Students have reportedly “flourished” after four alpacas were introduced to a school in Penarth, Wales.
The herd of four Peruvian alpacas join Dexter the dog and several chickens kept at Headlands School, which aims to provide a boost to students’ mental health.
A student at the independent school, Casey Jones, said the animals had a “calming effect” on the students.
“They are lovely and interesting animals that seem to have a calming effect on other students too,” the 15-year-old said.
“This part of school is really good for me… the atmosphere here is great and working with the animals has also helped me a lot.”
With the ongoing Covid-19 pandemic still affecting the students, teachers at the school hope the animals will provide a boost to their wellbeing.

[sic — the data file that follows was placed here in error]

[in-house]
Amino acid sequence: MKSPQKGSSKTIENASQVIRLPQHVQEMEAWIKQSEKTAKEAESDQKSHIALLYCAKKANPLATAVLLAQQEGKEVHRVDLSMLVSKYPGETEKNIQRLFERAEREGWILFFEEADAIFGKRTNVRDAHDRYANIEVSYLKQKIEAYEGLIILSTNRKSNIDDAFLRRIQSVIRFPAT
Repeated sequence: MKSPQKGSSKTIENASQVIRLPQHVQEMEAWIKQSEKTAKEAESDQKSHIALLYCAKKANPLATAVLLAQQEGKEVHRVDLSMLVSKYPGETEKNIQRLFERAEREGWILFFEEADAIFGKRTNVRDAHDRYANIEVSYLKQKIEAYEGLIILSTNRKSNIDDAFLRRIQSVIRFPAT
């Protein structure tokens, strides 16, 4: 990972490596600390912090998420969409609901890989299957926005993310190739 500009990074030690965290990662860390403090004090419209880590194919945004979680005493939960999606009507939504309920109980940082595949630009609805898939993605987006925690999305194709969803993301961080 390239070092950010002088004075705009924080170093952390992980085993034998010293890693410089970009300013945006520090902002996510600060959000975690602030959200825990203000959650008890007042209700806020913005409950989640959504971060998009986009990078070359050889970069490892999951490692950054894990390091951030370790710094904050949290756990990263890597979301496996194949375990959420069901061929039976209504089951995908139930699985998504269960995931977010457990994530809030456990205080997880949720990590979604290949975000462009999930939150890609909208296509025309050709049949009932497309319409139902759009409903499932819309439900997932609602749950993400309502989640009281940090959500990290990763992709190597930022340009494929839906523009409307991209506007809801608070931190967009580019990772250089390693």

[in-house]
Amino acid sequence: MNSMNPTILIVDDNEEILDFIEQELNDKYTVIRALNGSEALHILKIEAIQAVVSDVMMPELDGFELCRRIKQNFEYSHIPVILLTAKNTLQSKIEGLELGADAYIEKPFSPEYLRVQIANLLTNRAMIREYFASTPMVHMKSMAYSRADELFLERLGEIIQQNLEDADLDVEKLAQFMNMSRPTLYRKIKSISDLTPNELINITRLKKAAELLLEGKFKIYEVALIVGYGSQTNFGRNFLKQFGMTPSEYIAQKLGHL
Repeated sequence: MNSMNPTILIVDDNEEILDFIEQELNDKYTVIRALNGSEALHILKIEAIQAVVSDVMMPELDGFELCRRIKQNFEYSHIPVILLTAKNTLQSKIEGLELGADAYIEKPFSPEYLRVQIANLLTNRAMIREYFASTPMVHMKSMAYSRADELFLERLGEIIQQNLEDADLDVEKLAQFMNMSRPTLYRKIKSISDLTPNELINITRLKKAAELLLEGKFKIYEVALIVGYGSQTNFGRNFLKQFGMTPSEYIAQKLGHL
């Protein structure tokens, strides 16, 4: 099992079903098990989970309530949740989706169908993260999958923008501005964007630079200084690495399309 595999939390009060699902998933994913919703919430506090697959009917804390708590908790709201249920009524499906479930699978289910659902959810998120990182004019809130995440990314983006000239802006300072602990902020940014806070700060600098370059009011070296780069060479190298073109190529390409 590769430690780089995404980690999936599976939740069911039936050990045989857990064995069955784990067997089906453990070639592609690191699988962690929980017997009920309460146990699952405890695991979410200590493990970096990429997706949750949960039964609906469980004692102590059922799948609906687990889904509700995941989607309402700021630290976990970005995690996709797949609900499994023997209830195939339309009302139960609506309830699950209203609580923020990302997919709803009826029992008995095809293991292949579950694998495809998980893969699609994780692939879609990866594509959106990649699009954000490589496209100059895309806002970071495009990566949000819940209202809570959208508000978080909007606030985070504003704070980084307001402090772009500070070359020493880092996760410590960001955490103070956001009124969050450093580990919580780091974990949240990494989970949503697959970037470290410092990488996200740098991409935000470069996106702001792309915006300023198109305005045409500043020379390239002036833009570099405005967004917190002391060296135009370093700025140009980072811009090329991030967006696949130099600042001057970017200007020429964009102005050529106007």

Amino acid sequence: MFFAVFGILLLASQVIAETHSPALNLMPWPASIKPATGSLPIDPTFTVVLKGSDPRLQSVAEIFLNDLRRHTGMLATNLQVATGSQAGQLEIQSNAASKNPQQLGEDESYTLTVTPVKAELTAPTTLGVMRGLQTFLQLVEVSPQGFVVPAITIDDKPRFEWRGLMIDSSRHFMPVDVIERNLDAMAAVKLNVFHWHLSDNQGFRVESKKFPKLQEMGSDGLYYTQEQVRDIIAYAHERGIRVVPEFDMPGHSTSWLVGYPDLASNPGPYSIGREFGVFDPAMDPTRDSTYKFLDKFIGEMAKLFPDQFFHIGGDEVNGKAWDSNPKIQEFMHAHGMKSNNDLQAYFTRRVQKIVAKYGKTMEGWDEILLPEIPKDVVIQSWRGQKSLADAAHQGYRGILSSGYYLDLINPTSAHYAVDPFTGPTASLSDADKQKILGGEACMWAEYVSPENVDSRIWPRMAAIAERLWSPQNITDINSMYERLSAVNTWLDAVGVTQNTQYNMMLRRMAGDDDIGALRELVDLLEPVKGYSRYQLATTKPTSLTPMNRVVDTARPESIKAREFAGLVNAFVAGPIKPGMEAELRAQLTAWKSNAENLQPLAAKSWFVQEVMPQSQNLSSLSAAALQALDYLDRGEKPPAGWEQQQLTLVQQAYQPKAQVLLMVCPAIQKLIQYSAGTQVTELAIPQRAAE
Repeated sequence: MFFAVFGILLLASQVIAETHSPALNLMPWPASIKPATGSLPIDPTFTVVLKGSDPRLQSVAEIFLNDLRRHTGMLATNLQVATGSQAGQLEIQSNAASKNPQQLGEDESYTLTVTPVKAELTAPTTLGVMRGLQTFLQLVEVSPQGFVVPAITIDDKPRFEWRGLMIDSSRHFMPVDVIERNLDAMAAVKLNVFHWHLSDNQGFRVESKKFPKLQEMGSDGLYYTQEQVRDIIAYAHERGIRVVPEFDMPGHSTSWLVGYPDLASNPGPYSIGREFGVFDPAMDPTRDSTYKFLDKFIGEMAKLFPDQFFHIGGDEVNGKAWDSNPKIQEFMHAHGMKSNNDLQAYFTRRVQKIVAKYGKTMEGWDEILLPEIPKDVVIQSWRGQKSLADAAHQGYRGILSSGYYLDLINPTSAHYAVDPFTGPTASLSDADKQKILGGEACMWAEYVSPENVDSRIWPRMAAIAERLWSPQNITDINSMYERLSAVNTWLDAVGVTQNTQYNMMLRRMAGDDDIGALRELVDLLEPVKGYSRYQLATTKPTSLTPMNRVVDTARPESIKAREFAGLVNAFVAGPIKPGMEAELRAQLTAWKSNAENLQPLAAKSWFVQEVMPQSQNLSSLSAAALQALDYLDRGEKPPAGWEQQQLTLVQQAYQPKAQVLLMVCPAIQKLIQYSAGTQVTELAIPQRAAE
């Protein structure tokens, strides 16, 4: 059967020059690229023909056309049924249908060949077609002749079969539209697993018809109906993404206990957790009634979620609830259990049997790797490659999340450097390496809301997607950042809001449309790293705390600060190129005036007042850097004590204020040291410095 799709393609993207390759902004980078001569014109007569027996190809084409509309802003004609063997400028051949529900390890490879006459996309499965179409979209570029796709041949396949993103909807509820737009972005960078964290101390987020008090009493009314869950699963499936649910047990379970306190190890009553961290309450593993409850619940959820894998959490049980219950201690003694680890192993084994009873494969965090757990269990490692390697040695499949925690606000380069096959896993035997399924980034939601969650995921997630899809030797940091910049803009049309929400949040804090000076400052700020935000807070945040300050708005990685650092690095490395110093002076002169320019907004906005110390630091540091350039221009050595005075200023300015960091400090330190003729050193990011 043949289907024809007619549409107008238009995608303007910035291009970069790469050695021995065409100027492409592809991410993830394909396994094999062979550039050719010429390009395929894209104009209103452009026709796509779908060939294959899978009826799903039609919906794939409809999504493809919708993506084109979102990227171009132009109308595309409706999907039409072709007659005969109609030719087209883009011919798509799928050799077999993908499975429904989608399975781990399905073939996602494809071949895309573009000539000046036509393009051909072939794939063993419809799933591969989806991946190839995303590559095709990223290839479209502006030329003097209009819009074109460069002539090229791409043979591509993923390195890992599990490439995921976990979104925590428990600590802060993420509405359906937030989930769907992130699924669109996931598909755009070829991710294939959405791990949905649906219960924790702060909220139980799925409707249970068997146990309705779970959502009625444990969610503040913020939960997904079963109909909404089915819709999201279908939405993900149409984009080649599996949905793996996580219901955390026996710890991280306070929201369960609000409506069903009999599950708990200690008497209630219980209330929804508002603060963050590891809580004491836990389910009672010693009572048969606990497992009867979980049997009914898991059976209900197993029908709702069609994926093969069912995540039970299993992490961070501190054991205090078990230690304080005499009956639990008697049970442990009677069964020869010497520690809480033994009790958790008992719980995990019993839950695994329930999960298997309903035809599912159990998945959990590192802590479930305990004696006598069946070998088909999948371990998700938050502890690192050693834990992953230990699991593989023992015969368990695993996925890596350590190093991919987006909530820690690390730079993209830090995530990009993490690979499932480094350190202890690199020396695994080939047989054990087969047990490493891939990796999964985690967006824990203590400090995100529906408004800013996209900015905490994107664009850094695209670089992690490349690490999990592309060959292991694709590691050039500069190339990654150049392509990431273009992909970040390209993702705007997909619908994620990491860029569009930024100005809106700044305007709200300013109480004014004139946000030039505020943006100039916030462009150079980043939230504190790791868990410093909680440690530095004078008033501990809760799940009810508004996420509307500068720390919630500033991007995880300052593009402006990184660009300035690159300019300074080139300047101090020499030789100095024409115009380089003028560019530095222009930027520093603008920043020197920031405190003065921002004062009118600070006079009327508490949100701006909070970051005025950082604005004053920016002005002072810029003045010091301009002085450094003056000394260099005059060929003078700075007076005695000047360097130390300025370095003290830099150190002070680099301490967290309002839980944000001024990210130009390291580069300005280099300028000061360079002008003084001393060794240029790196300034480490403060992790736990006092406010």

“We are redeveloping a huge area of our outdoor space for the alpacas and hens, and have a group of students working with us on the project that have really flourished,” David Gillingham, a teacher overseeing the care of the alpacas, said.
“Their mental health has definitely improved, they love the animals and some are keen to work as landscape gardeners when they leave school.”
Headlands School, with students from seven to 19 years old, is designed for those who have difficulty learning as a result of early trauma, complex emotional and social issues, Autism Spectrum conditions, and Asperger’s Syndrome.
“There is a lot of research stating the positive mental health benefits of pets and interaction with animals,” Maxine Cahill, vice principal for care at the school, said.
“The students here love Dexter, our companion dog, and they have responded so well to the alpacas too.
“The chickens and the chicks they’ve produced have also gone down a storm, and provide something for the students to care for, nurture and enjoy during a very stressful time in their young lives.”